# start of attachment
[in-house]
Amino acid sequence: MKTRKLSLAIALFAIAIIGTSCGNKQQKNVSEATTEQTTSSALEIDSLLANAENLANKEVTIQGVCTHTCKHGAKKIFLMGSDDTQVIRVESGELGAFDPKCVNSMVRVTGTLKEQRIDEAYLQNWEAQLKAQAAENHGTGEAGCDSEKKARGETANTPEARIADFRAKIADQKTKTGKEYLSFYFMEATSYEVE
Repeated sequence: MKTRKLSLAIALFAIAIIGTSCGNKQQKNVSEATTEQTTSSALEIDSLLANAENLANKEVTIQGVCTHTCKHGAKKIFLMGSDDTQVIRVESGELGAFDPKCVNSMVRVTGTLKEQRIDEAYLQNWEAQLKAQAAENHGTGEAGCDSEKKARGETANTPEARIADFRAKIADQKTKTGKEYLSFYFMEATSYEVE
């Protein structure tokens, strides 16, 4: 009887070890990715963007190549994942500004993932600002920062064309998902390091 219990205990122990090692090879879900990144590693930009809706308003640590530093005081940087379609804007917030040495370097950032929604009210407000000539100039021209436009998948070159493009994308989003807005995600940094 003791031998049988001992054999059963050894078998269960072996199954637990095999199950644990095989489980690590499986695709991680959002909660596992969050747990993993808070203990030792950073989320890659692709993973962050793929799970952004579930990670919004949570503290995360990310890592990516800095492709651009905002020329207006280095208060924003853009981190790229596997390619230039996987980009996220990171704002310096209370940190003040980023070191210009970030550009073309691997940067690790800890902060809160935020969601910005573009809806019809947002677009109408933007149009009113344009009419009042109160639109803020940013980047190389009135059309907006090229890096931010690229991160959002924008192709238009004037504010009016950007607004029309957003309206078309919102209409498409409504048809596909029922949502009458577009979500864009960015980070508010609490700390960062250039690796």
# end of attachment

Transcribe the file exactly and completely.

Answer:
[in-house]
Amino acid sequence: MKTRKLSLAIALFAIAIIGTSCGNKQQKNVSEATTEQTTSSALEIDSLLANAENLANKEVTIQGVCTHTCKHGAKKIFLMGSDDTQVIRVESGELGAFDPKCVNSMVRVTGTLKEQRIDEAYLQNWEAQLKAQAAENHGTGEAGCDSEKKARGETANTPEARIADFRAKIADQKTKTGKEYLSFYFMEATSYEVE
Repeated sequence: MKTRKLSLAIALFAIAIIGTSCGNKQQKNVSEATTEQTTSSALEIDSLLANAENLANKEVTIQGVCTHTCKHGAKKIFLMGSDDTQVIRVESGELGAFDPKCVNSMVRVTGTLKEQRIDEAYLQNWEAQLKAQAAENHGTGEAGCDSEKKARGETANTPEARIADFRAKIADQKTKTGKEYLSFYFMEATSYEVE
């Protein structure tokens, strides 16, 4: 009887070890990715963007190549994942500004993932600002920062064309998902390091 219990205990122990090692090879879900990144590693930009809706308003640590530093005081940087379609804007917030040495370097950032929604009210407000000539100039021209436009998948070159493009994308989003807005995600940094 003791031998049988001992054999059963050894078998269960072996199954637990095999199950644990095989489980690590499986695709991680959002909660596992969050747990993993808070203990030792950073989320890659692709993973962050793929799970952004579930990670919004949570503290995360990310890592990516800095492709651009905002020329207006280095208060924003853009981190790229596997390619230039996987980009996220990171704002310096209370940190003040980023070191210009970030550009073309691997940067690790800890902060809160935020969601910005573009809806019809947002677009109408933007149009009113344009009419009042109160639109803020940013980047190389009135059309907006090229890096931010690229991160959002924008192709238009004037504010009016950007607004029309957003309206078309919102209409498409409504048809596909029922949502009458577009979500864009960015980070508010609490700390960062250039690796």